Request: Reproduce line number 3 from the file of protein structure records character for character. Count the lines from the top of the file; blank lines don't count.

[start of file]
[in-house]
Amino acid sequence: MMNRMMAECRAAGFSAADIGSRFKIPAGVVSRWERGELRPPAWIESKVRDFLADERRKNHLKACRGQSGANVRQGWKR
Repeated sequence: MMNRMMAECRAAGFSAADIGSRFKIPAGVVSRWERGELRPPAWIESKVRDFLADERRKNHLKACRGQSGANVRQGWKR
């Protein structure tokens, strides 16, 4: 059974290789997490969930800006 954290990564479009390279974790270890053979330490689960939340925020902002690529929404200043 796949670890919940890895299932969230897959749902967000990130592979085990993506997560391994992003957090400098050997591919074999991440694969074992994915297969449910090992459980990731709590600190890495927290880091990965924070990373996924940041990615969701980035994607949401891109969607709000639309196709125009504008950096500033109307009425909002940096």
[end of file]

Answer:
Repeated sequence: MMNRMMAECRAAGFSAADIGSRFKIPAGVVSRWERGELRPPAWIESKVRDFLADERRKNHLKACRGQSGANVRQGWKR